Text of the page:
The phone rang at 6:00 this morning and it was back to the real world. My services were needed at the school down the road, First Grade. Due to unusually heavy snow here, school was out the week before Christmas, with an additional week off for the holidays. These kids came back to their regular teacher on January 4, only to have him out sick, with another sub for a few days. It now came down to me to end their week on a sane note.
My day was made when upon my arrival, I learned that at 1:00 the kids would be having a delayed holiday party, complete with a Chocolate Fountain. Let’s just say, every ten minutes I was asked when the fountain would arrive. That happy thought got me through the day, especially during my lunch duty where I peeled two bananas, speared five juice boxes, consoled a sobbing child, pilfered milk and snacks for the hungry, and opened numerous pudding packs and pouches that were almost impossible for me, or the custodian to open! But there would be a chocolate fountain…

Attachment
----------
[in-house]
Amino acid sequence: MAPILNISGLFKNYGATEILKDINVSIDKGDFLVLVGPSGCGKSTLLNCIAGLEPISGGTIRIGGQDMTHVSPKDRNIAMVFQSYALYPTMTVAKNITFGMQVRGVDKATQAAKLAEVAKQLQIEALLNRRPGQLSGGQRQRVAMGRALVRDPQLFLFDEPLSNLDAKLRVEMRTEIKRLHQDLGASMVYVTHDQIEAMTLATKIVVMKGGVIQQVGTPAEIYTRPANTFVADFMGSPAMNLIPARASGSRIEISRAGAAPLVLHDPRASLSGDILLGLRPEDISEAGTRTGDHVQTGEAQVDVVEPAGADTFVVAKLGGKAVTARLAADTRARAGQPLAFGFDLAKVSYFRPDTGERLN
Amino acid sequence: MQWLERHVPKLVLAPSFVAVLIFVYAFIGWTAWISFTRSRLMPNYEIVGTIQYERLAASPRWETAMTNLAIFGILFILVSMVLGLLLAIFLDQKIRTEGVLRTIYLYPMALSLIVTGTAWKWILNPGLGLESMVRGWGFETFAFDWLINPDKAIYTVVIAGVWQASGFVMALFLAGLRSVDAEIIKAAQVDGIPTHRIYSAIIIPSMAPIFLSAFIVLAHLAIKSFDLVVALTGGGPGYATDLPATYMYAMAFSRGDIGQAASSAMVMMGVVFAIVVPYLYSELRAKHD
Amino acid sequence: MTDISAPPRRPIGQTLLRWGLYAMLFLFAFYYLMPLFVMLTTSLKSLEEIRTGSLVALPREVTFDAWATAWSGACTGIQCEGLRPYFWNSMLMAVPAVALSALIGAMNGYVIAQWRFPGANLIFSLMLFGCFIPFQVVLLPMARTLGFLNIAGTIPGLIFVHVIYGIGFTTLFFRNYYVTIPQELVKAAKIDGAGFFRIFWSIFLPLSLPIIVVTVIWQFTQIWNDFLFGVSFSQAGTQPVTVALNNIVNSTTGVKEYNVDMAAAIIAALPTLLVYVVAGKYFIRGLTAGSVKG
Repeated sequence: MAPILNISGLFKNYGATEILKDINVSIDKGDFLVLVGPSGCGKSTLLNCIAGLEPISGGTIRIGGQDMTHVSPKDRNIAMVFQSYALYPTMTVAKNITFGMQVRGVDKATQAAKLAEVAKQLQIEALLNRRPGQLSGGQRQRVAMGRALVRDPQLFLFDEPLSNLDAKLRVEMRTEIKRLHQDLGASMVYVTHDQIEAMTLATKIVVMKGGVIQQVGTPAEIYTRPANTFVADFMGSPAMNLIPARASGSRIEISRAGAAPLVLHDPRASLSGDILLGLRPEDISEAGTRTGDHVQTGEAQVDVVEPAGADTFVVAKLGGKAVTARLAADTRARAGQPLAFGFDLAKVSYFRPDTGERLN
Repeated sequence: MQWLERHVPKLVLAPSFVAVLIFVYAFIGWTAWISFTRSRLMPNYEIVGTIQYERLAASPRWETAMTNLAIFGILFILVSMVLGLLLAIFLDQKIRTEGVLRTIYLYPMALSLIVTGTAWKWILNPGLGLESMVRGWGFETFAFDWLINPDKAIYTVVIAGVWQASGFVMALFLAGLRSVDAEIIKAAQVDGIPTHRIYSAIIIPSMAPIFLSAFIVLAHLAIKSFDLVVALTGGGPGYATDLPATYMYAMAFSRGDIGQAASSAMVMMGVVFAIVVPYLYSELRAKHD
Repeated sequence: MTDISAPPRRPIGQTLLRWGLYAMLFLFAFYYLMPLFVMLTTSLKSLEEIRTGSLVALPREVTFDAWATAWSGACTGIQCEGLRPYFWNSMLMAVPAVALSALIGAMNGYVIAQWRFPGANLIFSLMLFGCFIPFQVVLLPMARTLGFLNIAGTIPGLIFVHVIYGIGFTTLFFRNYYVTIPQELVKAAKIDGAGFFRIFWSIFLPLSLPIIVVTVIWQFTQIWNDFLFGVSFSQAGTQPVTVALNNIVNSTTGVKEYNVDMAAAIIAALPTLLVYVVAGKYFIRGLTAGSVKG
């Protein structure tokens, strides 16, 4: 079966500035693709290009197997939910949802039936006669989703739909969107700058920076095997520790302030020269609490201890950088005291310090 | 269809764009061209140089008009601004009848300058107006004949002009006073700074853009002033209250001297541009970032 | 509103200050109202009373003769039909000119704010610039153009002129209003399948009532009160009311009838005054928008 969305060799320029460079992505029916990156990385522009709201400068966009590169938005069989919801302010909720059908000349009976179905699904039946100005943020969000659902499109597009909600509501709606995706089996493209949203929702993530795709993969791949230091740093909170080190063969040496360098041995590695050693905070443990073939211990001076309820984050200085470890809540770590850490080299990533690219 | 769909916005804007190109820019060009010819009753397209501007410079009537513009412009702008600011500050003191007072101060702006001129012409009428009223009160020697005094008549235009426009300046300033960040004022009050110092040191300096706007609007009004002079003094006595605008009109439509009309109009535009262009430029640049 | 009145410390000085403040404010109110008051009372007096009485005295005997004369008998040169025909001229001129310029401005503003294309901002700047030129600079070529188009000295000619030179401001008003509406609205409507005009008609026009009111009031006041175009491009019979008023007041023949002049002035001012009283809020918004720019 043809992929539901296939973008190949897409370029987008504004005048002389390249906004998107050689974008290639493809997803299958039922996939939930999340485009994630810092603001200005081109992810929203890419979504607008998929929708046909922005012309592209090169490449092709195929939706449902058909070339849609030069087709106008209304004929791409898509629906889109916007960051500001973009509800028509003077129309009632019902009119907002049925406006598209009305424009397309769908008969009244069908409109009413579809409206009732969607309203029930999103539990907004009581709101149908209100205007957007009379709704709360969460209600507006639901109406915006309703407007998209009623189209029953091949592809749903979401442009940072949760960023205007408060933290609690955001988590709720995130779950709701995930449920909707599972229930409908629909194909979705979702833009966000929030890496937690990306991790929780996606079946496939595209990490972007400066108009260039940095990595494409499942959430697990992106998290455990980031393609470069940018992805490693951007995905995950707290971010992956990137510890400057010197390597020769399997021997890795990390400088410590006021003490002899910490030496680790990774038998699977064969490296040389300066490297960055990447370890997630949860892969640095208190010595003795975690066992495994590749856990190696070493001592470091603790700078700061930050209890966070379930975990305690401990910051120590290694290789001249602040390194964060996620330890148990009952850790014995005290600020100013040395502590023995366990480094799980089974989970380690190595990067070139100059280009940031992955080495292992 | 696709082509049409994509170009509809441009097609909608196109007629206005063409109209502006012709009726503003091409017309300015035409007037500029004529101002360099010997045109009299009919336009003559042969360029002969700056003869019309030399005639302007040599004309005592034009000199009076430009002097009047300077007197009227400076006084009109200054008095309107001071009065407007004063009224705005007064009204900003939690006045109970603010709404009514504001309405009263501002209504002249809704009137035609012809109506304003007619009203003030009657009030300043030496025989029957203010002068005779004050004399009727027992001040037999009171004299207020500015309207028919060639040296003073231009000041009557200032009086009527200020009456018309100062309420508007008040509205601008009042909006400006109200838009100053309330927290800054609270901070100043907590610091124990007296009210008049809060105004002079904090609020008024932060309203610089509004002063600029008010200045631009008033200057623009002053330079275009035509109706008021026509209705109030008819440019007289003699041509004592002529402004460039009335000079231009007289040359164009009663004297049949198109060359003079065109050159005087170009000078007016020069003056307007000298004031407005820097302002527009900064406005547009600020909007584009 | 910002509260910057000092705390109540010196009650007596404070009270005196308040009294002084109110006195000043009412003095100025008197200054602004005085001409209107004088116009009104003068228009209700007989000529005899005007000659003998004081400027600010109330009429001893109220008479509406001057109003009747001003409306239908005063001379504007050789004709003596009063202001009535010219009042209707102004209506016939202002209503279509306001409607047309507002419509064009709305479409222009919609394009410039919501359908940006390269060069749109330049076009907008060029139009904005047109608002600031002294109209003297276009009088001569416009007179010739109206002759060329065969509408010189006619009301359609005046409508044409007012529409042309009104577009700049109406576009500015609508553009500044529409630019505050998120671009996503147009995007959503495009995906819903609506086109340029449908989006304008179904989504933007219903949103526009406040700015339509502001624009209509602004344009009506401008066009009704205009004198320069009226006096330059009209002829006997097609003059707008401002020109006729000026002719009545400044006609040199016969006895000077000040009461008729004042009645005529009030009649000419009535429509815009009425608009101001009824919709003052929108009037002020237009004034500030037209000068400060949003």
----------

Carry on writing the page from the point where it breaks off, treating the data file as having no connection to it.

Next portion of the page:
When I’m subbing (I like to call myself a guest educator) the teachers that know about my book about National Dog Week are always eager to hear about how things are coming along. They really are interested, and want to know if they can someday use this material as a teaching tool in the classroom. That’s music to my ears, because it is a perfect place for its lessons to be learned.
Will Judy knew the power of our pups as educators. He believed that dogs built character in our young, and taught kindness. He wrote of how children who at an early age cared for pets learned “a sense of responsibility for others-a teaching our schools can give only after some years.”
So the answer is yes, the teachings of Will Judy, and the lessons of National Dog Week can easily be brought into the classrooms of schools across America. I really do hope to hear about some ways this has been done, or will be done this September.
I ended the day with a Scholastic Newsletter featuring “Bo” Obama on its cover. I told the class about my Hooper, who looks a lot like Bo (you can’t see all her white markings in the posted photo). If you need to pass some time during a school day, just ask kids about their dogs, or the dogs they hope to have someday.
Today was a good day, I enjoyed my “dog” talks with my students, and fellow educators, and yes, there was chocolate!
Standby for future posts to include some information about some other fascinating key players of the National Dog Week Movement, and some insight on what it is really like to live with a Portuguese water dog.